When it comes to evaluating the fair value of income-producing real estate properties, capitalization rates – or cap rates, as they’re widely known – are among the most useful tools available for buyers, sellers, property appraisers, bankers, and financial statement auditors.
Why? Cap rates serve many purposes for the above-mentioned stakeholders. Buyers and sellers use them to negotiate price; bankers and their appraisers use them to assess fair value in lending transactions. Cap rates are also used by auditors to gauge potential impairment – and impairment charges – for financial statements.
Despite this, we urge caution in placing too much reliance on cap rates and the Direct Capitalization Method to evaluate real estate transactions, because this valuation approach can produce a vast range of very different values. Under this approach, fair value or price is estimated by first determining the Net Operating Income (NOI) of the property and then dividing NOI by the cap rate.
In a buy-side transaction, the cap rate essentially represents the return the buyer is looking to earn on his investment. For example, if an income-producing property generates an NOI of $2 million, and the buyer believes a reasonable return based on the risk involved is 10%, he or she would make an offer of $20 million—pay $20 million and earn $2 million (i.e., a 10% return). Now obviously the seller and his broker will have their own ideas about what a reasonable cap rate is in determining price—and presumably, those ideas are based on other current sales of like-kind properties.
From the seller’s perspective, the cap rate is merely a market-driven number derived by changing the variables to the basic equation noted above. Let’s say instead, average like-kind properties have been selling at twelve times their NOI. In this case, the market calculated cap rate is 8.3% (or one divided by 12), and the estimated sales price (using NOI from the example above of $2 million) is $24 million—sales price being determined by dividing NOI by the cap rate (a simple change in variables to the basic equation).
But here is where the buyer, banker or auditor should take a step back and proceed as if approaching a yellow light of caution. The inputs to these calculations can produce big, big changes in the perceived value of the underlying real estate.
To start with, NOI is a slippery calculation because it’s based on estimates—specifically, estimated future revenues and estimated future operating costs. If a buyer overestimates rental revenue or underestimates operating costs, then the NOI calculation can be missed badly. Say in our example, the buyer is able to acquire the property for $20 million expecting a $2 million NOI over the next year and using a 10% cap rate. But the actual NOI over the next year turns out to be only $1.8 million – using that same 10% cap rate, the value based on actual NOI is only $18 million—a huge swing. Keep in mind the old saying that “Cash is King”—and never more so than when valuing real estate. NOI essentially represents the cash a property is expected to produce; buyers of income-producing properties must look closely at what the property has done in the past and consider the likelihood that the past is a fair measure of the future. That includes assessing if lease agreements will survive; if tenants or lessees will be creditworthy; if competition will drive down rental rates; and if operating costs that include utilities, maintenance, management fees and property taxes will escalate. That’s a lot of “ifs.” And all of this does not even consider necessary capital expenditures—that’s cash, too.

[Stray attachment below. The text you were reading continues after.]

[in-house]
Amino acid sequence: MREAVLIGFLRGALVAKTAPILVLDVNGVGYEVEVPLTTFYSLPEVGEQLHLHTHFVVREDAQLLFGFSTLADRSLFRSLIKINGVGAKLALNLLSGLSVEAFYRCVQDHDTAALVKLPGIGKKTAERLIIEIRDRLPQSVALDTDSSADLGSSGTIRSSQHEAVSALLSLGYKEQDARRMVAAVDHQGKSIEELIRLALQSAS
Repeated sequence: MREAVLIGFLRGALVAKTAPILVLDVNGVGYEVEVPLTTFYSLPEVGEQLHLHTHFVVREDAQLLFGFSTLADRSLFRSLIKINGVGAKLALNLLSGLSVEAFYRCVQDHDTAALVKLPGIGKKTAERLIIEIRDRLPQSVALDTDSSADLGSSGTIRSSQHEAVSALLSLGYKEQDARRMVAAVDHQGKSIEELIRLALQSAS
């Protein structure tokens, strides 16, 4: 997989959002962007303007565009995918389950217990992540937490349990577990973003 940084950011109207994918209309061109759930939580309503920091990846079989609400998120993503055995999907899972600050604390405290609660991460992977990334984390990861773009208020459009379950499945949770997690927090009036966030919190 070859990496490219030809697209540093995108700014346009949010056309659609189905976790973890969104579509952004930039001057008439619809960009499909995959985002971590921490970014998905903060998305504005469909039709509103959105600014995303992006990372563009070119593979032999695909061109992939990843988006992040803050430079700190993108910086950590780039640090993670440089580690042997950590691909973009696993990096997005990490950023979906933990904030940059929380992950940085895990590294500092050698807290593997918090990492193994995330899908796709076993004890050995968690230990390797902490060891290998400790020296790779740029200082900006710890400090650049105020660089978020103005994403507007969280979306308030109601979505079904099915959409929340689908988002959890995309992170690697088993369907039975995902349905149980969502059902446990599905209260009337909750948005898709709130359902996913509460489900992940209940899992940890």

And then you get back to the cap rate. Academically speaking, cap rates are based on some rather complicated formulas using again, various data inputs. But if buyers stay true to considering the cap rate as a “risk rate,” then their investing decisions will generally be sound. If revenue streams are volatile and the cost environment is unsteady, then a buyer should bump his risk rate or the return he wants to make. Success should then be defined by making your expected return, which of course starts with having an expected return! The key is to understand how changes in cap rates, as with changes in NOI, can produce wildly different value estimates.
Even when buyers and sellers agree and a contract for sale has been signed, the road ahead may still not be clear. Banks and their appraisers have their own ideas about cap rates and NOI, which can change loan-to-value ratios and potentially hinder the ability to obtain financing. After that, banks deal with examiners who also assess the value of underlying real estate based on similar valuation principles and may criticize or classify loans that don’t provide sufficient collateral. And if examiners are not happy, then the bank is not happy and well, ultimately all that unhappiness may trickle down to the borrower. Even your own auditor, if you have company prepared financial statements, may press you on the value of your real estate assets, if their calculations of fair value are lower than the value recorded on the books. So the road is long and continues through the time the property is sold again.
The smarter buyers and sellers understand the challenges cap rates, in particular, bring to closing transactions—it’s always best to be armed with good and current information. In Florida, the University of Florida Bergstrom Center for Real Estate Studies prepares a comprehensive survey (generally annually) of emerging market conditions, including trends in cap rates on various income producing properties. Read the Q1 2015 report here.
If you have any questions about cap rates or other business valuation services , please contact Michael D. Machen, CPA, CVA at (334) 887-7022 or please feel free to leave us a message below.